Citigroup reported on Tuesday second-quarter results that surpassed analyst expectations thanks in part to a massive surge in trading revenue that helped offset a slowdown in the company’s consumer banking business.
Here’s how the company’s results compared to analyst estimates:
- Earnings: 50 cents per share vs 28 cents per share expected by Refinitiv
- Revenue: $19.77 billion vs $19.12 billion forecast
- Fixed income, currency and commodities trading revenue: $5.6 billion vs $4.86 billion forecast by FactSet
The bank’s stock rose more than 1% in the premarket.
Citigroup’s fixed income trading revenue represents a 68% year over-year surge and accounted for most of the company’s Markets and Securities Services revenues, which rose 48% to $6.9 billion.
Those elevated trading numbers come amid heightened market volatility during the coronavirus pandemic. They also come on the heels of massive monetary stimulus from the Federal Reserve. Equity trading revenue dipped 3% to $770 million, however.
Citigroup’s global consumer banking division struggled during the second quarter, with revenues falling 10% to $7.34 billion on a year-over-year basis. Net credit losses, meanwhile, jumped 12% year over year to $2.2 billion. Ultimately, the company posted net income of $1.32 billion, which represents a 73% drop from the second quarter of 2019.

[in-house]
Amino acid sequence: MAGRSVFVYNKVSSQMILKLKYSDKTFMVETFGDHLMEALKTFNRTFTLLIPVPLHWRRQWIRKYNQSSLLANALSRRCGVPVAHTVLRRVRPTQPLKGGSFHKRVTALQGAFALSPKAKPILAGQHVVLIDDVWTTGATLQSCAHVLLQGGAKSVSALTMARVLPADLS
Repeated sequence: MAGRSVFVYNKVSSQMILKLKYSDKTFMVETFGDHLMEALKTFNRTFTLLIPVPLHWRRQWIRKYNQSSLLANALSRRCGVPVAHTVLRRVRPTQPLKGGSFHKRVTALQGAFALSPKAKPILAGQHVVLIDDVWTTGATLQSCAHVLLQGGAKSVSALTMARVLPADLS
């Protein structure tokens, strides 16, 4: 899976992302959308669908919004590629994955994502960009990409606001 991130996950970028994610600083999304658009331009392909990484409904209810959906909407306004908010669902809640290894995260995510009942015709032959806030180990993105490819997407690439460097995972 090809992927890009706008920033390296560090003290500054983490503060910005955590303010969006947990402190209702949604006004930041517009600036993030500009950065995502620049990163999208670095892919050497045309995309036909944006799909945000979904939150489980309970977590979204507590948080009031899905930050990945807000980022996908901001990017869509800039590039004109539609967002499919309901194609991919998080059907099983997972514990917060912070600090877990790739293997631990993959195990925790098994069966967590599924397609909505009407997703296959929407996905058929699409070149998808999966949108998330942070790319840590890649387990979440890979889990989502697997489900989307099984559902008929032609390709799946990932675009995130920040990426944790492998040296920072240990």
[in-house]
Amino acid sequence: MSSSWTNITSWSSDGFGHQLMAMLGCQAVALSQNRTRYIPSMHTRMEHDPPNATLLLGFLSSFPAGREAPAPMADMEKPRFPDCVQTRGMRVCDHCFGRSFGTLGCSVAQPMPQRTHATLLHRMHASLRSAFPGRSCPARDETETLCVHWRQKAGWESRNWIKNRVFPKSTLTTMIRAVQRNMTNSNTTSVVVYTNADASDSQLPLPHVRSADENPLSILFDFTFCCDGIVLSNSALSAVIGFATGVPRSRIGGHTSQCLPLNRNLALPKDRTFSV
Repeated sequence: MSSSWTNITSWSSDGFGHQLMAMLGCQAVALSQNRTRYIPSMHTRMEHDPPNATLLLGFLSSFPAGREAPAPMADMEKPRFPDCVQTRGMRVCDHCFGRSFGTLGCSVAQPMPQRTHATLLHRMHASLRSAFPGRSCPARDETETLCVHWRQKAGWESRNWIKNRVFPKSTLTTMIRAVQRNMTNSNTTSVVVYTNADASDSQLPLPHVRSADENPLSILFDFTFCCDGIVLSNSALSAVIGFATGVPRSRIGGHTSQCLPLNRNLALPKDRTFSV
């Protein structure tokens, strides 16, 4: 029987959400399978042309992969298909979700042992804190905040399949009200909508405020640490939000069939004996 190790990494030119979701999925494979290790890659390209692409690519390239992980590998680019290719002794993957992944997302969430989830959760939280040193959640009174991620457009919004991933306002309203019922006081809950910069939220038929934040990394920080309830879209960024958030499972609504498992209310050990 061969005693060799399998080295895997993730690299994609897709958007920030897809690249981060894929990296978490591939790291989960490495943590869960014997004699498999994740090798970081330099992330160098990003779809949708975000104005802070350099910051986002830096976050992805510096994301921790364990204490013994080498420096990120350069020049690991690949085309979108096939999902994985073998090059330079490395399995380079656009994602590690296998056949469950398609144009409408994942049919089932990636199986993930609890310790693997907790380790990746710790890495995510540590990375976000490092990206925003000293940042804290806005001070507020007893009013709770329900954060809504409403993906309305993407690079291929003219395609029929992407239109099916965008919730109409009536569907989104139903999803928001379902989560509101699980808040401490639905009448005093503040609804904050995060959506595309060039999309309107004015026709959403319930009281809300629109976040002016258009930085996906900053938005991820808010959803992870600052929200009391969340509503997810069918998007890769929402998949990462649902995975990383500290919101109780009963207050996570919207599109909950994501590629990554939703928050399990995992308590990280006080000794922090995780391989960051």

“While credit costs weighed down our net income, our overall business performance was strong during the quarter, and we have been able to navigate the COVID-19 pandemic reasonably well. The Institutional Clients Group had an exceptional quarter, marked by an increase in Fixed Income of 68%,” CEO Michael Corbat said in a statement.
“With a sharp emphasis on risk management, we are prepared for a variety of scenarios and will continue to operate our institution prudently given this unprecedented situation,” Corbat added.
Citigroup shares are up nearly 12% the last three months through Monday’s close, outperforming peers such as JPMorgan Chase, Wells Fargo and Bank of America. JPMorgan and Bank of America were roughly flat in that time and Wells lost 19.2%.
The bank announced in late June it would maintain its quarterly dividend after passing the Federal Reserve’s annual stress test.
Citigroup’s results Tuesday come in what is expected to be the one worst earnings season on Wall Street. Analysts polled by Refinitiv expect S&P 500 earnings to have fallen by 44% on a year-over-year basis.
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